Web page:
UPDATED WITH INFO ON HOLLISTER ARREST
Look for the upstart cannabis industry of Salinas, and possibly a wider swath of the community, to be shaken by a law enforcement search Thursday of the Salinas home of medical pot grower and restaurateur Mike Hackett.
As first reported by the Monterey County Weekly, marijuana and a plastic bag of white powder were found in an SUV parked in front of Hackett’s Maple Park home while the residence was being searched by the San Benito County Unified Narcotics Team early Thursday.
The Weekly has now reported that no bag of white powder was found.
The San Benito County Sheriff’s Office later reported that is had seized 150 grams of marijuana, scales, packaging material for sales, suspected marijuana pay-owe documents, firearms, and ammunition and had found a large amount of currency.
The news release said the search was an outgrowth of Hackett’s arrest July 1 during the Hollister Independence Day motorcycle rally. It said he had been arrested for possession of cocaine for sale. A sheriff’s official said he had been spotted openly sharing small quantities of cocaine with others at a bar.
The Weekly reported that Hackett was handcuffed during Thursday’s search but his lawyer, Tom Worthington, said there had been no arrest. Worthington said the search was authorized by a warrant signed July 14 by a San Benito County judge but authorities would not provide him with a copy of the law enforcement affidavit detailing grounds for the action. Such affidavits are generally made public two weeks after a search.
Worthington said he had known Hackett professionally and personally for many years “and we expect a very favorable outcome.”
A Hackett associate said he understood that law enforcement had received a tip about Hackett’s activities after he was arrested during a bar fight in Hollister during the annual Fourth of July motorcycle rally there.
Hackett owns Casa Sorrento restaurant in downtown Salinas and formerly was a partner in Hacienda Mexican Grill in North Salinas. Article updated to make clear that Hackett is no longer involved in Hacienda. As president of River View Farms, Hackett also has become one of the most prominent players in the Salinas Valley’s burgeoning medical cannabis industry. He was well situated when the industry started blossoming because he had purchased two commercial greenhouses that had been used by flower growers before trade agreements killed the local flower industry nearly two decades ago.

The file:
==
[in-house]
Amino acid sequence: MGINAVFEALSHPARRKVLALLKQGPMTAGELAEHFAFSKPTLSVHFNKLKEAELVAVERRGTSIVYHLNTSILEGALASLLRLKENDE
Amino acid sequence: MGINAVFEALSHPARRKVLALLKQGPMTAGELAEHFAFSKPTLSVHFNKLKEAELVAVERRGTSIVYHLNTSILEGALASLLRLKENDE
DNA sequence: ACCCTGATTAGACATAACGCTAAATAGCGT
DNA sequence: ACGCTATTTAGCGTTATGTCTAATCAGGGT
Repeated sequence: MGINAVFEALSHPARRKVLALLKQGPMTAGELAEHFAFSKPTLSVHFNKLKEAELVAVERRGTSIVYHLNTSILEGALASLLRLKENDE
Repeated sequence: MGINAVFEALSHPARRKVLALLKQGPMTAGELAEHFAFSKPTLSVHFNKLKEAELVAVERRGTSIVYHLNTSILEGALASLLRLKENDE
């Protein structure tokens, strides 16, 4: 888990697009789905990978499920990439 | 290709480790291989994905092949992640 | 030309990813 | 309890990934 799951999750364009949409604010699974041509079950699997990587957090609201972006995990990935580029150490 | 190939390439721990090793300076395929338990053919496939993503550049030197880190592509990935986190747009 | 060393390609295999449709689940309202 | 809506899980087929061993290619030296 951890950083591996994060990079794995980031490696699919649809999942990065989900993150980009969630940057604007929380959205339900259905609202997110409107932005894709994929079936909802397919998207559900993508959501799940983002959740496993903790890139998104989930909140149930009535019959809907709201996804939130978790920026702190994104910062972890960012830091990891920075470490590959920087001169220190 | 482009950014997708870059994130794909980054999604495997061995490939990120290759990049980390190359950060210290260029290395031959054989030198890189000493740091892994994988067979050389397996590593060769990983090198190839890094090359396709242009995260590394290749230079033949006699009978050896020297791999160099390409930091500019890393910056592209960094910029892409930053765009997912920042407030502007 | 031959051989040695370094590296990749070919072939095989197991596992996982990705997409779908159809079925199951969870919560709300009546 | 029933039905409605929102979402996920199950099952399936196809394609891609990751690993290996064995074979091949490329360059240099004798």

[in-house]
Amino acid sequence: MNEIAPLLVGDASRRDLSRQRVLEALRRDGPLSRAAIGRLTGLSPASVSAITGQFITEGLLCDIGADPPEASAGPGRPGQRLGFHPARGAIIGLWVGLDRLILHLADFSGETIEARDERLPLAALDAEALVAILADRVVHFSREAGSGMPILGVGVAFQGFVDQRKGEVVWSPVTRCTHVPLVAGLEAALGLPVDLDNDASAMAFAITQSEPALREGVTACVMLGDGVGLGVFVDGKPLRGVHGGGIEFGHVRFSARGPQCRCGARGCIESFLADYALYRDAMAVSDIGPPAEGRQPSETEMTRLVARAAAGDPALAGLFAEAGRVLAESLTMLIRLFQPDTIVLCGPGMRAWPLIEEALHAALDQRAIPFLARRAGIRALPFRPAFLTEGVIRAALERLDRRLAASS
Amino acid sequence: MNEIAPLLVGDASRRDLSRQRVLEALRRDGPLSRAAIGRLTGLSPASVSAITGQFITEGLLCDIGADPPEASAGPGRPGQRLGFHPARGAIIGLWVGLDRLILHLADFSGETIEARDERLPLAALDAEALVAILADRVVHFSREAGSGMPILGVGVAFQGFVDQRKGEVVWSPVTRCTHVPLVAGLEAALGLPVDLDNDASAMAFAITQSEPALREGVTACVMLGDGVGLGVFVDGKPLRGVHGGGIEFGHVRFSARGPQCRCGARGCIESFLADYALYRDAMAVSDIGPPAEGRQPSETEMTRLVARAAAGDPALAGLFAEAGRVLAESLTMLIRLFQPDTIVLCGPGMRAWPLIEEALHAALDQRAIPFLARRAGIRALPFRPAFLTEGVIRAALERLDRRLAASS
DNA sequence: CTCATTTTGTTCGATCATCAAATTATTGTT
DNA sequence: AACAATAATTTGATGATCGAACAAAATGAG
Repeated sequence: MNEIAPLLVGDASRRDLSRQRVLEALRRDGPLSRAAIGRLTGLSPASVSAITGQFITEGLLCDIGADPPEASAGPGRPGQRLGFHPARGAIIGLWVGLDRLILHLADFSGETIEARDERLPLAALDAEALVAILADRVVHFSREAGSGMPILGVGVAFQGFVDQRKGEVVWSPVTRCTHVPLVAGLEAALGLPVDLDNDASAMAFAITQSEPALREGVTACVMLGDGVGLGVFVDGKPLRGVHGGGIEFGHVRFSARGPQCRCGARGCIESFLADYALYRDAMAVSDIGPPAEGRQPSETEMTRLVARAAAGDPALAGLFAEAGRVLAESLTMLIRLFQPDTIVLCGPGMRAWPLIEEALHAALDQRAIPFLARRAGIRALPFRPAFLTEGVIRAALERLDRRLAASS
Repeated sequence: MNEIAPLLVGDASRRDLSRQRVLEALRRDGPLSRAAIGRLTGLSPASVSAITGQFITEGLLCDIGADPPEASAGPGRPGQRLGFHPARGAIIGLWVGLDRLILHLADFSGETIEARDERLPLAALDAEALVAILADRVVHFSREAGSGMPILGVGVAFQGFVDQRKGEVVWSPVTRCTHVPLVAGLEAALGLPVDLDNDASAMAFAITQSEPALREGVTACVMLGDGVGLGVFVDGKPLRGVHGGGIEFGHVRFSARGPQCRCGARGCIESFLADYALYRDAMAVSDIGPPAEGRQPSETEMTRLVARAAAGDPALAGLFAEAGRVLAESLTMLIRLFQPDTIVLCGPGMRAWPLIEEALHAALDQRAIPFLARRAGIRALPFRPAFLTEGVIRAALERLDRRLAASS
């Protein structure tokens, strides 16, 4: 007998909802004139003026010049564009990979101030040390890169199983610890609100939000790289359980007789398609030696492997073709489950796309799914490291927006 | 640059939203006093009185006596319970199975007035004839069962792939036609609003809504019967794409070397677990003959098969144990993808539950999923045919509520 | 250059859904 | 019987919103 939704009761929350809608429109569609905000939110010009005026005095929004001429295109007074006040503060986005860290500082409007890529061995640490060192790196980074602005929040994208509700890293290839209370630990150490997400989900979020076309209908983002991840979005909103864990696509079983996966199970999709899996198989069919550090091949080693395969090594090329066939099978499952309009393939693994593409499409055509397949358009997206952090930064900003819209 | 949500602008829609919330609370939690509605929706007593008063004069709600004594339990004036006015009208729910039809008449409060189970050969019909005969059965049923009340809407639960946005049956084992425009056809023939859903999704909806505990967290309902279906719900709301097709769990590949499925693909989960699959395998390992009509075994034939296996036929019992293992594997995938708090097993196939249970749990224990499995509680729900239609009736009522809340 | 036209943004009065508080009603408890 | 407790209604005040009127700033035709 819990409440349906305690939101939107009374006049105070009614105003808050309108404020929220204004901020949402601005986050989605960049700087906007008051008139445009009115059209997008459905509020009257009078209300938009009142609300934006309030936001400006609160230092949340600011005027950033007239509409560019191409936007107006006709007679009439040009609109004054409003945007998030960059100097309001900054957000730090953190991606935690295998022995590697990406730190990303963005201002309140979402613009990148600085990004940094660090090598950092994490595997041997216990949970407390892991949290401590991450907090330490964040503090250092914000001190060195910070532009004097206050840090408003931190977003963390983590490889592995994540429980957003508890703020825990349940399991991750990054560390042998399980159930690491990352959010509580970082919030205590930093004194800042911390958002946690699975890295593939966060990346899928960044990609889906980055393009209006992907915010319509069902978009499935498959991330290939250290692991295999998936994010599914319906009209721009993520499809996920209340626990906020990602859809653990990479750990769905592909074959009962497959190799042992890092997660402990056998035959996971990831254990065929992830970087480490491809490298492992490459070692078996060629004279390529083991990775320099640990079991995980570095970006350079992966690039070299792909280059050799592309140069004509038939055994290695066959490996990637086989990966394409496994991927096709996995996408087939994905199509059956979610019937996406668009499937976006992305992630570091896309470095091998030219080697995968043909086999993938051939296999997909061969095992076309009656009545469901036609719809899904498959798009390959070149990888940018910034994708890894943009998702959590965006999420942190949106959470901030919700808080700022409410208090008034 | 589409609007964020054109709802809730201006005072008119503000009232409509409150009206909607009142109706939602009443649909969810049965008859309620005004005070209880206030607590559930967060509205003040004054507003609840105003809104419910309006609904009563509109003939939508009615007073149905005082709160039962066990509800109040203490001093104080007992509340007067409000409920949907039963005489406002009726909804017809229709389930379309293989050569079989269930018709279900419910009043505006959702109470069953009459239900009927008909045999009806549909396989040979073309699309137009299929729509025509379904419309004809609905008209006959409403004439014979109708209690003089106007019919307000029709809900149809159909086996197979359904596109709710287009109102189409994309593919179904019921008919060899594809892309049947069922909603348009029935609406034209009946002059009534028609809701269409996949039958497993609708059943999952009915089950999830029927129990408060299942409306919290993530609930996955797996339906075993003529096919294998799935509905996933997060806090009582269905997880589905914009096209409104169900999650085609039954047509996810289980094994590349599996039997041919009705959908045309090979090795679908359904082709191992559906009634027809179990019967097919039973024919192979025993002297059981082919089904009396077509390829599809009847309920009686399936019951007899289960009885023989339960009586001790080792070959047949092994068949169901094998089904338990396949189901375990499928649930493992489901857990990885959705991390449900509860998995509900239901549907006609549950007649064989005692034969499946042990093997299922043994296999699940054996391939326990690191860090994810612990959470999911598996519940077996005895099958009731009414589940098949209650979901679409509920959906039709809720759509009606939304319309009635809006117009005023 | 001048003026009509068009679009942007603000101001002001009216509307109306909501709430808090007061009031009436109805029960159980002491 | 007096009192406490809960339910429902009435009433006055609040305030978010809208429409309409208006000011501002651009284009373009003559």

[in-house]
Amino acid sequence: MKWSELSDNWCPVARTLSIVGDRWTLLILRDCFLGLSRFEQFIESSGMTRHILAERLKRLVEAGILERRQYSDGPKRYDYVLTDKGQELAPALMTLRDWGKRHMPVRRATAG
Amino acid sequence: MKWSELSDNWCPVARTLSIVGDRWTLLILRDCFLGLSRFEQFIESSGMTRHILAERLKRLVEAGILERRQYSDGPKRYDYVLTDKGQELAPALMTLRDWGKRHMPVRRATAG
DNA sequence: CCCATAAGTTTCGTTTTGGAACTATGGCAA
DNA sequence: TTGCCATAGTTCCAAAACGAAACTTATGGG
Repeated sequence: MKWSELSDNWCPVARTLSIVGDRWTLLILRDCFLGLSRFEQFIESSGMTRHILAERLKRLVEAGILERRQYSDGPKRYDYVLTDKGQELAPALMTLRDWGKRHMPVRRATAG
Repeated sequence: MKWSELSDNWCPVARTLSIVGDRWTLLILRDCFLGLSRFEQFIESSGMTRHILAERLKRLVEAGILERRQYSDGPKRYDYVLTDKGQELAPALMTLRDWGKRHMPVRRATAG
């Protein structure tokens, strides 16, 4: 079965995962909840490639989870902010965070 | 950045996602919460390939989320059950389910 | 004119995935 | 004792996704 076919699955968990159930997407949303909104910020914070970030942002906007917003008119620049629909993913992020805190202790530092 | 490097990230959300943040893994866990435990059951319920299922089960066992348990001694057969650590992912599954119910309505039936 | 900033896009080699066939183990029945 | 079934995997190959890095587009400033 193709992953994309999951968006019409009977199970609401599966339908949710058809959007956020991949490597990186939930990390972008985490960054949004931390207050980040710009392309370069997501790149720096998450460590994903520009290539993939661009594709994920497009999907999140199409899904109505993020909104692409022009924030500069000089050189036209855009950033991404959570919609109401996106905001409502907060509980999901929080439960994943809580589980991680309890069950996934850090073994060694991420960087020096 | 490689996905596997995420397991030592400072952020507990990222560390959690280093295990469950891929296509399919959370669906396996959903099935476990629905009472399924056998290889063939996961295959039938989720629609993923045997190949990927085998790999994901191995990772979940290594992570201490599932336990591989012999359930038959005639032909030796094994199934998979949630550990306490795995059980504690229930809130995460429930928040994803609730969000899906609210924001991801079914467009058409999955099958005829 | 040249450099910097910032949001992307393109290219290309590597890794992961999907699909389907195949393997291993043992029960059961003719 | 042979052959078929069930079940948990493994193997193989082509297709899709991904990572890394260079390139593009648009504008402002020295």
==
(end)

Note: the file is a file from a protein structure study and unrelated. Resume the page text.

When Monterey County supervisors started handing out permits for commercial marijuana production, they limited the permits to operations within existing greenhouses. The stated intent of that rule was to keep the marijuana industry contained in easily monitored spaces. The result was a real estate boom among the rows of seemingly abandoned greenhouses south of Salinas. A Los Angeles Times article from last year explains the situation well.
Hackett has been quietly active in Salinas-area politics as a campaign contributor and occasional host of political fundraisers. Local law enforcement organizations and politicians have routinely used Casa Sorrento for fund-raisers, with Hackett sometimes donating the space. He was among several commercial pot growers to contribute last year to Jimmy Panetta’s successful congressional campaign, chipping in $1,000.
Hackett is a longtime friend and associate of another significant campaign contributor locally, David Drew, founder of the Growers Pub bar and restaurant downtown. Growers Pub has been the site of numerous political gatherings, which has proved controversial at times because of Drew’s decades-old convictions and prison terms on marijuana- and cocaine-related charges.
Hackett was featured prominently in a recent Sacramento Bee profile of the Salinas marijuana scene.
“Hackett grew up in the valley, the son of a lettuce and celery farmer. He graduated from North Salinas High School and has worked in nearly every aspect of agriculture, including planting, picking, property leasing and farm-pallet manufacturing,” The Bee reported.
“Most recently, in an area surrounded by strawberry and broccoli fields near the Salinas River – the ‘crossroads of heaven,’ he calls it – Hackett was growing poinsettias, succulents, carnations and snap dragons in aging greenhouses. Now he is converting family property to produce cannabis in a venture called Riverview Farms.
“Hackett never has grown pot before, but has no shortage of confidence. ‘I have the best agricultural scientists right here in the Salinas Valley,’ he says. ‘I have the best soil scientists. This is a plant just like anything else. There is no reason we shouldn’t be able to use our technology here and incorporate that into cannabis.’”
“Hackett says one of his greenhouses did ‘a sizable trial’ with marijuana cultivation last year and he was ‘very pleased with the results.’ He is planning on going into the business in a big way, exploring expansion beyond cultivation to a potential retail dispensary and a concentrates manufacturing facility.”